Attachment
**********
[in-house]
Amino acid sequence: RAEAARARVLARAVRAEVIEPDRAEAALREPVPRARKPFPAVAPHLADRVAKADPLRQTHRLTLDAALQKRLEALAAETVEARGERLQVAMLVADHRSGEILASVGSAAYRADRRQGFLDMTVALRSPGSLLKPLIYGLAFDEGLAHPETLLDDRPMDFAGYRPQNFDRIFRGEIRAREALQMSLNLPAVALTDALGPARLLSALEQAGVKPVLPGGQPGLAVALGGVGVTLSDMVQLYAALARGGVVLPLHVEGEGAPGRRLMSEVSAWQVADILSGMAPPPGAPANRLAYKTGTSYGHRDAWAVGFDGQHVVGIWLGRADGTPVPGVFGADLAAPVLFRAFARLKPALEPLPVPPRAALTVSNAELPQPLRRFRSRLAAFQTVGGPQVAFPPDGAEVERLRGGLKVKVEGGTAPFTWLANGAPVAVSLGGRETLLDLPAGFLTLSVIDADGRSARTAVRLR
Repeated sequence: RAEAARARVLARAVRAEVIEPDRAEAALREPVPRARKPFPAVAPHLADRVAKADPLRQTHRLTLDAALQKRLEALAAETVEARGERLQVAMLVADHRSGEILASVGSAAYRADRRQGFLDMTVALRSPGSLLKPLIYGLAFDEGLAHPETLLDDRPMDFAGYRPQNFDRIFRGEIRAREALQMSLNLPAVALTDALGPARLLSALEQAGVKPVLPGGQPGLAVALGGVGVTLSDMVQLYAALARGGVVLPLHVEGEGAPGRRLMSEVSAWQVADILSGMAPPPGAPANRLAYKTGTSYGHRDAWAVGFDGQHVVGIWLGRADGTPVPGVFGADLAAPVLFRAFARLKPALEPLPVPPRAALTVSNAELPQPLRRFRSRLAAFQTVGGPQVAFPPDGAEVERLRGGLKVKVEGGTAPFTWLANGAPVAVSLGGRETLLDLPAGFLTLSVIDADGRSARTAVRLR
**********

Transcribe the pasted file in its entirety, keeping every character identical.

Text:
[in-house]
Amino acid sequence: RAEAARARVLARAVRAEVIEPDRAEAALREPVPRARKPFPAVAPHLADRVAKADPLRQTHRLTLDAALQKRLEALAAETVEARGERLQVAMLVADHRSGEILASVGSAAYRADRRQGFLDMTVALRSPGSLLKPLIYGLAFDEGLAHPETLLDDRPMDFAGYRPQNFDRIFRGEIRAREALQMSLNLPAVALTDALGPARLLSALEQAGVKPVLPGGQPGLAVALGGVGVTLSDMVQLYAALARGGVVLPLHVEGEGAPGRRLMSEVSAWQVADILSGMAPPPGAPANRLAYKTGTSYGHRDAWAVGFDGQHVVGIWLGRADGTPVPGVFGADLAAPVLFRAFARLKPALEPLPVPPRAALTVSNAELPQPLRRFRSRLAAFQTVGGPQVAFPPDGAEVERLRGGLKVKVEGGTAPFTWLANGAPVAVSLGGRETLLDLPAGFLTLSVIDADGRSARTAVRLR
Repeated sequence: RAEAARARVLARAVRAEVIEPDRAEAALREPVPRARKPFPAVAPHLADRVAKADPLRQTHRLTLDAALQKRLEALAAETVEARGERLQVAMLVADHRSGEILASVGSAAYRADRRQGFLDMTVALRSPGSLLKPLIYGLAFDEGLAHPETLLDDRPMDFAGYRPQNFDRIFRGEIRAREALQMSLNLPAVALTDALGPARLLSALEQAGVKPVLPGGQPGLAVALGGVGVTLSDMVQLYAALARGGVVLPLHVEGEGAPGRRLMSEVSAWQVADILSGMAPPPGAPANRLAYKTGTSYGHRDAWAVGFDGQHVVGIWLGRADGTPVPGVFGADLAAPVLFRAFARLKPALEPLPVPPRAALTVSNAELPQPLRRFRSRLAAFQTVGGPQVAFPPDGAEVERLRGGLKVKVEGGTAPFTWLANGAPVAVSLGGRETLLDLPAGFLTLSVIDADGRSARTAVRLR